High-Timers Most of the human spaceflight records not claimed by Russians (22 of whom have spent upwards of a year in orbit) are held by shuttle astronauts. With two long-duration stays on the space station — the second, in 2007, as its first female commander — Peggy Whitson is the U.S. record holder for total time spent in space: 377 days. Franklin Chang-Diaz (middle) made his first shuttle flight in January 1986, just weeks before the Challenger accident. Having been back six more times, he is one of only two people in the world to take seven trips to orbit (Jerry Ross is the other). Michael Lopez-Alegria holds the record for most U.S. spacewalks: 10. He also made the longest single flight by an American — a 215-day stay on the station in 2006-2007.
The Women It began with six pioneers — all hyper-achieving Ph.D.’s or M.D.’s — who in 1978 broke into what had been an exclusively male NASA club. Sally Ride (not pictured) was the first of the six to reach space. Anna Fisher (second from left), a chemist and physician, was fourth — on mission STS-51A in 1984. The first mother in space, she took a six-year leave of absence in the 1990s to raise her family. Fisher, now 61, and Shannon Lucid (who lived on the Mir space station in 1996) are the last of the original female astronauts still at NASA.
A total of 45 American women have flown on the shuttle. Just two — Pam Melroy and Eileen Collins (third and fourth from left) — became shuttle commanders, having both been Air Force pilots before turning to spaceflight. Mae Jemison (far right) followed a different path to orbit — a medical doctor and Peace Corps worker, she was inspired by Star Trek’s Lt. Uhura to apply to the astronaut corps. When Dorothy Metcalf-Lindenburger, a 35-year-old former teacher (second from right), flew last April, she was the shuttle’s last rookie astronaut. To show how far we’ve come since the days of the Mercury Seven: The shuttle era ends with a woman — 50-year-old former biochemist Peggy Whitson (far left) — as NASA’s Chief Astronaut.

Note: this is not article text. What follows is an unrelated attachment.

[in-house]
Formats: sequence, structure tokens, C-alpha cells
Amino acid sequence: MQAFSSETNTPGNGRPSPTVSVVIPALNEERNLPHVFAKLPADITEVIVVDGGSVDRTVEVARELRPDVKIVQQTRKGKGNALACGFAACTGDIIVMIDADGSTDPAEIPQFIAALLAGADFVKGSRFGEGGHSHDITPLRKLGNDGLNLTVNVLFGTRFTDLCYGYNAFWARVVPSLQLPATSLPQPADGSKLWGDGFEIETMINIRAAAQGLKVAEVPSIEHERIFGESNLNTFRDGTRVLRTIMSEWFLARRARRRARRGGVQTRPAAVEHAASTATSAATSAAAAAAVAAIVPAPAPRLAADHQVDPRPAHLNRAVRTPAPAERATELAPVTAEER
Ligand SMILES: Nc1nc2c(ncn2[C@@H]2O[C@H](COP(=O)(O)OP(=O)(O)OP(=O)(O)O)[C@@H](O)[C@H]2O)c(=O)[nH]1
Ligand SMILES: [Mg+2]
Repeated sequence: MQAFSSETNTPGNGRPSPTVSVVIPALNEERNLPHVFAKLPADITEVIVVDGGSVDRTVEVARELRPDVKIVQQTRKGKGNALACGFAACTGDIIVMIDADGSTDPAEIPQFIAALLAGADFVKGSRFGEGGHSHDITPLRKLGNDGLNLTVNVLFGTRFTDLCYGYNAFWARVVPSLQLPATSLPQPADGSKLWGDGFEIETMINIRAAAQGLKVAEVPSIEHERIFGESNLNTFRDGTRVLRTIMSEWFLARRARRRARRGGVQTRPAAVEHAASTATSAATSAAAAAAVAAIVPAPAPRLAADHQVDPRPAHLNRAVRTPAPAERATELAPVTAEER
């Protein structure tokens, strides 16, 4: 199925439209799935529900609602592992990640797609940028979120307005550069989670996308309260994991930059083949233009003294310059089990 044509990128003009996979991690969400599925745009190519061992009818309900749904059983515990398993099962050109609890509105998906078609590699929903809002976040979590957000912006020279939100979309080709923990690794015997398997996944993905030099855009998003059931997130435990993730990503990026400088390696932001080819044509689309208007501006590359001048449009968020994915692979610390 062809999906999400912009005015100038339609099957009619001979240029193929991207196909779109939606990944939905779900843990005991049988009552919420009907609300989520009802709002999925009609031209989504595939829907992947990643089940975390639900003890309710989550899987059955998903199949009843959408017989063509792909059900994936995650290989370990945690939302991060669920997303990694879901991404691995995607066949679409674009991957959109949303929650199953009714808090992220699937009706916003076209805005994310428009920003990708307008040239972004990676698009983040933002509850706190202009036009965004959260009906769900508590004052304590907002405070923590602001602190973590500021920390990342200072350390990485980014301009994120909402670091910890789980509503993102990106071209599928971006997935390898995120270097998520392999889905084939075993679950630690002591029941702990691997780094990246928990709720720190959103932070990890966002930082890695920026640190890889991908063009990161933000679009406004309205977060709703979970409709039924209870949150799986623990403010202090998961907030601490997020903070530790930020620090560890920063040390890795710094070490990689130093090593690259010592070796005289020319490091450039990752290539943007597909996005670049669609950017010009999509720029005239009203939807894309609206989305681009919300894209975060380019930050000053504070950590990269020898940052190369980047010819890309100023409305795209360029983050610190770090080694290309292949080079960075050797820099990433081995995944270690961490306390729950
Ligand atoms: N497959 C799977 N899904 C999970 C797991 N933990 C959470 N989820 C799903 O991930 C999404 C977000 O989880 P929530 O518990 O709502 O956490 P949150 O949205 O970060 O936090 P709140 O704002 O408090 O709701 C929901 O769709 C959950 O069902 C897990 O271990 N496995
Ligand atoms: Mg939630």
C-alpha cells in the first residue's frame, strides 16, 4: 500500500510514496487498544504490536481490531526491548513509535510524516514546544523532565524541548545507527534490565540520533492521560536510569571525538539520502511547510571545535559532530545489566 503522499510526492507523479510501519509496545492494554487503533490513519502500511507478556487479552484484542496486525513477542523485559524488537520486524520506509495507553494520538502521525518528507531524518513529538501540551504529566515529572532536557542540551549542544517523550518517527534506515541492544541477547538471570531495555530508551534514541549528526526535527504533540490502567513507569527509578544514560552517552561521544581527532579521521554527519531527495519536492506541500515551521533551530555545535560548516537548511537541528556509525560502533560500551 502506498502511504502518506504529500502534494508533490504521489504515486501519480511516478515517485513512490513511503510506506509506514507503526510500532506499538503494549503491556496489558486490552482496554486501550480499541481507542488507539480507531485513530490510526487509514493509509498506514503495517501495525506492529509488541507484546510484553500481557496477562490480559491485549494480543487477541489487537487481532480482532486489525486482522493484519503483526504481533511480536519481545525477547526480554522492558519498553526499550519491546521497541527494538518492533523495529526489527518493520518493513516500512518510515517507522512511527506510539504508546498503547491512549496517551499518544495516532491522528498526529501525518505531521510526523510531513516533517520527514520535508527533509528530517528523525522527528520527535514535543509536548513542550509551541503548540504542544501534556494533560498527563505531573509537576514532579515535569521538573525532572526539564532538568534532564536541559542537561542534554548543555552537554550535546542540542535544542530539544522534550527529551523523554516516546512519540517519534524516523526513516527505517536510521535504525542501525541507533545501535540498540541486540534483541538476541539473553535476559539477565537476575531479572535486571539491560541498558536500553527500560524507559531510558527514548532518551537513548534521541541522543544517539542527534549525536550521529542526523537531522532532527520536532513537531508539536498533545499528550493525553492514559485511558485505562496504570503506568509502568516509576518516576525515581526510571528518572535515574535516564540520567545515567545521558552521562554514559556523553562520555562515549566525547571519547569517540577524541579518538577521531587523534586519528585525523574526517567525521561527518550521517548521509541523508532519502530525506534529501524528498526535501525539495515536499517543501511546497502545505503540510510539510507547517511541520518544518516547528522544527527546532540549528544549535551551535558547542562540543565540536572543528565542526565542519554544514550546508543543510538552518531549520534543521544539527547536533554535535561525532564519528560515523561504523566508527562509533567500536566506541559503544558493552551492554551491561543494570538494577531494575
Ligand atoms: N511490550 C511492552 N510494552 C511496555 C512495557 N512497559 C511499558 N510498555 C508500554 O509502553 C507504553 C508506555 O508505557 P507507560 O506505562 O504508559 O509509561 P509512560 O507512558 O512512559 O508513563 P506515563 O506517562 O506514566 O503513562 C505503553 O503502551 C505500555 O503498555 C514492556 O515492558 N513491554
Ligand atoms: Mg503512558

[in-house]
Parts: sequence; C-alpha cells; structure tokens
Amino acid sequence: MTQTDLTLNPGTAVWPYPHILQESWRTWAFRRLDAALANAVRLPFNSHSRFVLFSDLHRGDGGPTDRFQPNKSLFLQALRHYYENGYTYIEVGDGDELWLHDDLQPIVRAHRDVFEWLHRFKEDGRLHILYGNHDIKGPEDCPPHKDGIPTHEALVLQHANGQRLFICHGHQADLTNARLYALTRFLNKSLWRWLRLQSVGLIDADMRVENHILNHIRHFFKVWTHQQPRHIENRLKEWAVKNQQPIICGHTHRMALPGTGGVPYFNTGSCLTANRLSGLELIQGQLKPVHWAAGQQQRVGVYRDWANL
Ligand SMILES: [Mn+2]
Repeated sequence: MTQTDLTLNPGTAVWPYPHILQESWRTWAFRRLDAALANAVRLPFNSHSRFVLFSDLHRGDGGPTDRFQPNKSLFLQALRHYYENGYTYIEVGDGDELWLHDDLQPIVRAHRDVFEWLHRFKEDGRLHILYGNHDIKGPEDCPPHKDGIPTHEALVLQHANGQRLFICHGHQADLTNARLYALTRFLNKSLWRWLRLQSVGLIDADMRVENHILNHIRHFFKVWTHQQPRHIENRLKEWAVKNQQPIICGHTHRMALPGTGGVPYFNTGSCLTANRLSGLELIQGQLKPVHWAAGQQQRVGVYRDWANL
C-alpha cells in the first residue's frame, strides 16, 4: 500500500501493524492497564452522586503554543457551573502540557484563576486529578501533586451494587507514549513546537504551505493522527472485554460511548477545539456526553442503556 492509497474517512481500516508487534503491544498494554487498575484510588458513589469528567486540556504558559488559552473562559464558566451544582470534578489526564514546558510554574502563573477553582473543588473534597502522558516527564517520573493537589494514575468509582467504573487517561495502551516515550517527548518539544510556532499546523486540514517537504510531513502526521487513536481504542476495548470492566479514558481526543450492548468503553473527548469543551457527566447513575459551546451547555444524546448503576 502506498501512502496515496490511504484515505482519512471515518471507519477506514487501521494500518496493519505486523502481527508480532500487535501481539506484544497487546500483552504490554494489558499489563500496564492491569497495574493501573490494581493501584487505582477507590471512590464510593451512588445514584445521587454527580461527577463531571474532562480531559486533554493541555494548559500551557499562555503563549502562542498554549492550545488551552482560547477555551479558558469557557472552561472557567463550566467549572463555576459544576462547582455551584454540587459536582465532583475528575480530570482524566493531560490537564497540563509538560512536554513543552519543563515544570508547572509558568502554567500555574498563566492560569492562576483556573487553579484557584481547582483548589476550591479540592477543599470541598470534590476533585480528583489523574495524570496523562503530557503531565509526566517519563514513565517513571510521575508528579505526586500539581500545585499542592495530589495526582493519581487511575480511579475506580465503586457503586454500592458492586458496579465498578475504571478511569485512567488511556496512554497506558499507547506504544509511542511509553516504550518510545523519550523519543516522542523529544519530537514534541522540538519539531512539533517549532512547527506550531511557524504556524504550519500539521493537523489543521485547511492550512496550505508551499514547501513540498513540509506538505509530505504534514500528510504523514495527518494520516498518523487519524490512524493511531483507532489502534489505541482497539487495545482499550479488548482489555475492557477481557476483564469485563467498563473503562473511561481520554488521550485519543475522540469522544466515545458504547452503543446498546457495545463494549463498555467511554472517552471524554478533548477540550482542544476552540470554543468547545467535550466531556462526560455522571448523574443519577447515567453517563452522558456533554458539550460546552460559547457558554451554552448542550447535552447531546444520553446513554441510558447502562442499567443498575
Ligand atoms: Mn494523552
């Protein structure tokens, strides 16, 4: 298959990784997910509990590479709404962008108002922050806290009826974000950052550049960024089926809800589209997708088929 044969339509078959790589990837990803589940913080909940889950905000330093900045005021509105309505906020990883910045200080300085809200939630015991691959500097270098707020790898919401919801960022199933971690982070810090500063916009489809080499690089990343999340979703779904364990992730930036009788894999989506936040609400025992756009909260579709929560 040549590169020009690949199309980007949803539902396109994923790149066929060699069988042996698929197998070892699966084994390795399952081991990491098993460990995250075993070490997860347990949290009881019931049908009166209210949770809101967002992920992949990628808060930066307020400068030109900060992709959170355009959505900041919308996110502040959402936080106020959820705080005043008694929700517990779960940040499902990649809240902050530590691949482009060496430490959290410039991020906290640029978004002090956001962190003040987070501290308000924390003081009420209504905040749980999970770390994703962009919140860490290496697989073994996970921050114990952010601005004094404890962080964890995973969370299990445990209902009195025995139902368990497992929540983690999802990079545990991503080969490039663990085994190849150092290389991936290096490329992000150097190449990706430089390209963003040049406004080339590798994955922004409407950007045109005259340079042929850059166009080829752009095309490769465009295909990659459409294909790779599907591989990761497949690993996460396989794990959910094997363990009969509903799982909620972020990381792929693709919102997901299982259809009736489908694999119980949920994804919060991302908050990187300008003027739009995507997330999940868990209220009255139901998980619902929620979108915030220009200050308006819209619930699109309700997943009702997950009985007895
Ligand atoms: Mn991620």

Mr. Shuttle Bob Crippen hadn’t planned to fly for NASA. A Navy pilot, he signed up in 1966 for a military space station program that was later cancelled. So he transferred to NASA two months after the first moon landing, and waited. Assigned to the first space shuttle flight in 1981 with Apollo veteran John Young, Crippen became more closely associated with the shuttle than any other astronaut. He flew on four of its first 13 flights, three as commander. He went on to serve as director of the Kennedy Space Center in Florida, headquarters for shuttle operations, where, he says, “you see the same level of pride from the launch director down to the guy who pushes the broom cleaning up the place.”
Crippen remains an unwavering shuttle lover. Will we regret sidelining the vehicle without a replacement in hand, just as we now kick ourselves for retiring the Saturn V moon rocket? “I think we will have that conversation,” he says.